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Economics: Dancing on the Edge
New York: October 01, 2007
By John R. Stephenson

The dollar touched new lows as oil reached $84 a barrel. Interest rates have started to ratchet up, even though the Fed cut the overnight rate. Existing condos for sale have risen by 35% since January of this year to 661,000, or 12 months of supply. Over 500,000 homes are in the process of foreclosure and yet the stock market chugs higher. So, what's an honest investor to do?

Panic. But after that, the approach should be the same as we've been advocating all along. Lever your investments towards the things that are working. Investments tied to the emerging economies in Asia and large multi-nationals that get 50% or more of their earnings from abroad are where the action is.

The last three times the Fed (U.S. central bank) started to ease on the interest rate front, the yields on the bond market fell by 20 basis points or more. This time they rose by 20 basis points. What does it all mean? It means that the bond market is worried about inflation. Great!

Recently, the inventory of existing homes for sale rose to over 4.5 million, which is more than double the supply at the beginning of 2005. Now inventories stand at 10 months of supply, with no let up in sight. Look for things to get worse before they get better in the housing market. That's bad news for stocks levered to the U.S. consumer.

But across the pond, things are going gangbusters. The Asian economies continue at a furious clip and Europe is turning in some pretty fair performances. Commodities are on a tear and will continue to outperform since they are at the forefront of the rapid industrialization that we are witnessing in Asia.

But somehow the strength in the commodities hasn't translated into quite the same strength in the stocks of commodity producers. Newmont Mining, a gold producer, is trading at the level it traded at a year ago, even though gold has been on a tear. The reason? Newmont is struggling to replace production.

Increasingly, this is a common theme being played out. Margins are great on existing projects, but to replace the current production, producers are being forced to look at increasingly remote areas of the world — areas of the world with huge geopolitical risk.

Take the Congo, for instance. That's where the current activity in the copper industry is going on. Producers have been flocking to the Congo on the backs of huge discoveries of copper. But behind the scenes, there is a nasty civil war raging on and producers still face the prospect of exorbitant taxation, or worse, expropriation.

The oil industry, desperate to replenish its reserve life (current production divided by proved and probable reserves) lunged headfirst into Nigeria, Russia and Venezuela during the 1980's on the prospect of discovering and controlling these prolific basins. Today, ConocoPhillips and ExxonMobil are picking up stakes and exiting countries such as Venezuela as punitive royalties have taken their toll. So much for extending their badly beleaguered reserve lives.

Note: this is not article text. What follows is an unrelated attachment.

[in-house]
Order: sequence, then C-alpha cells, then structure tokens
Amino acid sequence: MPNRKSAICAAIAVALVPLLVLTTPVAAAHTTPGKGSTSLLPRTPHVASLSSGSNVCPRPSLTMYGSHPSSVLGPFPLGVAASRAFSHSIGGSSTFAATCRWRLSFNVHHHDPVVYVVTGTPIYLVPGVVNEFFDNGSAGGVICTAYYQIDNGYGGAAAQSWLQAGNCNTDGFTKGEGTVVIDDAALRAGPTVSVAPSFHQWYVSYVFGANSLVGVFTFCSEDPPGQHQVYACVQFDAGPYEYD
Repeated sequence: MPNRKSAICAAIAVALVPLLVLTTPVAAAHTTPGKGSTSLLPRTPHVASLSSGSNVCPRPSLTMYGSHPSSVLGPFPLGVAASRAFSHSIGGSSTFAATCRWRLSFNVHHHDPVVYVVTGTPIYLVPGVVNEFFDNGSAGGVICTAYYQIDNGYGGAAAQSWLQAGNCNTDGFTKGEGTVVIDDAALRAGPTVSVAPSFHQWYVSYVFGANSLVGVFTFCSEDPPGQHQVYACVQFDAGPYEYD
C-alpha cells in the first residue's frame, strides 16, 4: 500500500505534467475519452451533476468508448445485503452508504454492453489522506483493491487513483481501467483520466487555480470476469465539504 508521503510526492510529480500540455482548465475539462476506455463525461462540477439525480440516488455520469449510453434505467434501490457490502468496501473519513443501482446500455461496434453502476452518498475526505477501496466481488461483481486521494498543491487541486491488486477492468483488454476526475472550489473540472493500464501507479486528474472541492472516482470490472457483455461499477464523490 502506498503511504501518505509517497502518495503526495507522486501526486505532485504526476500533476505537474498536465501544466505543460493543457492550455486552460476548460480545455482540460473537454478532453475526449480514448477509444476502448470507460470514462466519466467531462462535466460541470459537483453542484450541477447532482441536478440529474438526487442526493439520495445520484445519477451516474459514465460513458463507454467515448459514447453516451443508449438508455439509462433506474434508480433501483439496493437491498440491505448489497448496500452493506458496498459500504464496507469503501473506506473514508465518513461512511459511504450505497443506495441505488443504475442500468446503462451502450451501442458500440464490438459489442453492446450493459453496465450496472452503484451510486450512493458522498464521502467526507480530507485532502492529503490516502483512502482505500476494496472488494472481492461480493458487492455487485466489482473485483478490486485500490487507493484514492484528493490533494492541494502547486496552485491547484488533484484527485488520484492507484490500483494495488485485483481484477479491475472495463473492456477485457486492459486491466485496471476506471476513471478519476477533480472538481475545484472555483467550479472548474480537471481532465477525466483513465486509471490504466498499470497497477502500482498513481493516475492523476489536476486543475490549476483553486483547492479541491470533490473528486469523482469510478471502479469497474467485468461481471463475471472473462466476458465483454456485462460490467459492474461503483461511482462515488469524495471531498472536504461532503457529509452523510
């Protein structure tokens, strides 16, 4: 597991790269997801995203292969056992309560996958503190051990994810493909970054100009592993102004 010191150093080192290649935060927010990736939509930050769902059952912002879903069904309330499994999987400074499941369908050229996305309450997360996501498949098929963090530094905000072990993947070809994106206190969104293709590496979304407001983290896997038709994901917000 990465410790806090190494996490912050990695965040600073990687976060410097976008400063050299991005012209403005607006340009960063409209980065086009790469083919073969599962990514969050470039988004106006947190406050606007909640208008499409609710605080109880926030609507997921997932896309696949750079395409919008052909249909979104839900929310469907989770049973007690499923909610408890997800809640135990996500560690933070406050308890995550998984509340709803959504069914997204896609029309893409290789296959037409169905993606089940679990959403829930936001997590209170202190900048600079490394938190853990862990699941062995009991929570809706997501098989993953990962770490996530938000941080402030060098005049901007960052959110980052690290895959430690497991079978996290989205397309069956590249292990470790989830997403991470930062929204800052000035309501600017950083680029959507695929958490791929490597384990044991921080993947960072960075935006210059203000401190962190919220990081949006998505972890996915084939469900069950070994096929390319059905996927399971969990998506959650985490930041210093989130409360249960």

BHP Billiton Limited, one of the best-managed mining companies in the world, took it on the chin as commodities slid over the last few months. Everywhere you look, commodity producers seem to be struggling with a similar theme — how to keep production flat. Not an easy feat when, increasingly, the sources of supply are unstable regimes that are likely to leave producers flat on their backs once the schools have been built and the roads constructed.

While stock prices may have increased for commodity producers, P/E ratios haven't. The market still believes that these are stocks with risk and that eventually, the commodity bull market will end, sending these stocks torpedoing to the ocean floor. Really?

Perhaps. But don't bet on it. The world of today is a different world than it was twenty years ago when commodities were on a tear. Growth is global and sustainable and commodity-producing stocks are precious. Sure, political risk is an issue. But in the S&P 500, there are only two large capitalization mining stocks represented. There's just no way that the supply of commodity-producing stocks will keep pace with rising commodity prices. Talk about scarcity.

Figure 1: DBA - A Food Commodity ETF Has Been on a Tear!

Another way to augment your exposure to commodities, while lowering your investment risk, is to invest in one of the many commodity-linked ETFs. You participate in the upside of the commodity, without worrying about operational issues, taxation levels and general corporate malfeasance. Throw in a few good U.S. multinationals whose earnings are largely from abroad and you have the makings of a pretty good investment portfolio.

StephensonFiles is a division of Stephenson & Company Inc. an investment research and asset management firm which publishes research reports and commentary from time to time on securities and trends in the marketplace. The opinions and information contained herein are based upon sources which we believe to be reliable, but Stephenson & Company makes no representation as to their timeliness, accuracy or completeness. Mr. Stephenson writes a regular commentary on the markets and individual securities and the opinions expressed in this commentary are his own. This report is not an offer to sell or a solicitation of an offer to buy any security. Nothing in this article constitutes individual investment, legal or tax advice. Investments involve risk and an investor may incur profits and losses. We, our affiliates, and any officer, director or stockholder or any member of their families may have a position in and may from time to time purchase or sell any securities discussed in our articles. At the time of writing this article, Mr. Stephenson may or may not have had an investment position in the securities mentioned in this article
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